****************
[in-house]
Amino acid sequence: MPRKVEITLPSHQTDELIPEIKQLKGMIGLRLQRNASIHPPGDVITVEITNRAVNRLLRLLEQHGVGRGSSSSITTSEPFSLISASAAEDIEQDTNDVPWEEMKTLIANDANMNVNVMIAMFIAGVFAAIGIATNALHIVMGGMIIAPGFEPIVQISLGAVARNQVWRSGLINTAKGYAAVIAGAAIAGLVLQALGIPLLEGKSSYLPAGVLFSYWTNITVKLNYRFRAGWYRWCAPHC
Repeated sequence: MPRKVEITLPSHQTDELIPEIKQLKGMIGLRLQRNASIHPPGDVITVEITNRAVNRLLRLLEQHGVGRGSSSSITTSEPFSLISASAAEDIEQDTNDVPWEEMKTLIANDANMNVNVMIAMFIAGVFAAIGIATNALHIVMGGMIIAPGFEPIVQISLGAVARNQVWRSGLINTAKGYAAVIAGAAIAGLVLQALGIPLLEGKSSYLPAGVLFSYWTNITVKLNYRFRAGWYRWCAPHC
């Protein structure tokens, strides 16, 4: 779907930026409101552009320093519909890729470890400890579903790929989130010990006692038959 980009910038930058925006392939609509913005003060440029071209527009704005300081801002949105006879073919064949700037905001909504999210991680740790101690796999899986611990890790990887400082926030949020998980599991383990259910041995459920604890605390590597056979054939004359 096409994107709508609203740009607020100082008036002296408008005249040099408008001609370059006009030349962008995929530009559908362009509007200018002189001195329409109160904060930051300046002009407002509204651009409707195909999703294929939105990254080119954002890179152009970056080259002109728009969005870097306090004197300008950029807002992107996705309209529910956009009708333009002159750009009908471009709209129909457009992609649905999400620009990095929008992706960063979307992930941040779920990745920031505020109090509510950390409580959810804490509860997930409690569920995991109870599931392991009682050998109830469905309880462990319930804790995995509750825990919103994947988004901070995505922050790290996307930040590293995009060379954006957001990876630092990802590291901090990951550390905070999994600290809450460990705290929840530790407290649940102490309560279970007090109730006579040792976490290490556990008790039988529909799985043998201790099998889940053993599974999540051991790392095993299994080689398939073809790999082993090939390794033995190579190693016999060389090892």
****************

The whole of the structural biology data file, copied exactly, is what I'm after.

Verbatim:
[in-house]
Amino acid sequence: MPRKVEITLPSHQTDELIPEIKQLKGMIGLRLQRNASIHPPGDVITVEITNRAVNRLLRLLEQHGVGRGSSSSITTSEPFSLISASAAEDIEQDTNDVPWEEMKTLIANDANMNVNVMIAMFIAGVFAAIGIATNALHIVMGGMIIAPGFEPIVQISLGAVARNQVWRSGLINTAKGYAAVIAGAAIAGLVLQALGIPLLEGKSSYLPAGVLFSYWTNITVKLNYRFRAGWYRWCAPHC
Repeated sequence: MPRKVEITLPSHQTDELIPEIKQLKGMIGLRLQRNASIHPPGDVITVEITNRAVNRLLRLLEQHGVGRGSSSSITTSEPFSLISASAAEDIEQDTNDVPWEEMKTLIANDANMNVNVMIAMFIAGVFAAIGIATNALHIVMGGMIIAPGFEPIVQISLGAVARNQVWRSGLINTAKGYAAVIAGAAIAGLVLQALGIPLLEGKSSYLPAGVLFSYWTNITVKLNYRFRAGWYRWCAPHC
């Protein structure tokens, strides 16, 4: 779907930026409101552009320093519909890729470890400890579903790929989130010990006692038959 980009910038930058925006392939609509913005003060440029071209527009704005300081801002949105006879073919064949700037905001909504999210991680740790101690796999899986611990890790990887400082926030949020998980599991383990259910041995459920604890605390590597056979054939004359 096409994107709508609203740009607020100082008036002296408008005249040099408008001609370059006009030349962008995929530009559908362009509007200018002189001195329409109160904060930051300046002009407002509204651009409707195909999703294929939105990254080119954002890179152009970056080259002109728009969005870097306090004197300008950029807002992107996705309209529910956009009708333009002159750009009908471009709209129909457009992609649905999400620009990095929008992706960063979307992930941040779920990745920031505020109090509510950390409580959810804490509860997930409690569920995991109870599931392991009682050998109830469905309880462990319930804790995995509750825990919103994947988004901070995505922050790290996307930040590293995009060379954006957001990876630092990802590291901090990951550390905070999994600290809450460990705290929840530790407290649940102490309560279970007090109730006579040792976490290490556990008790039988529909799985043998201790099998889940053993599974999540051991790392095993299994080689398939073809790999082993090939390794033995190579190693016999060389090892």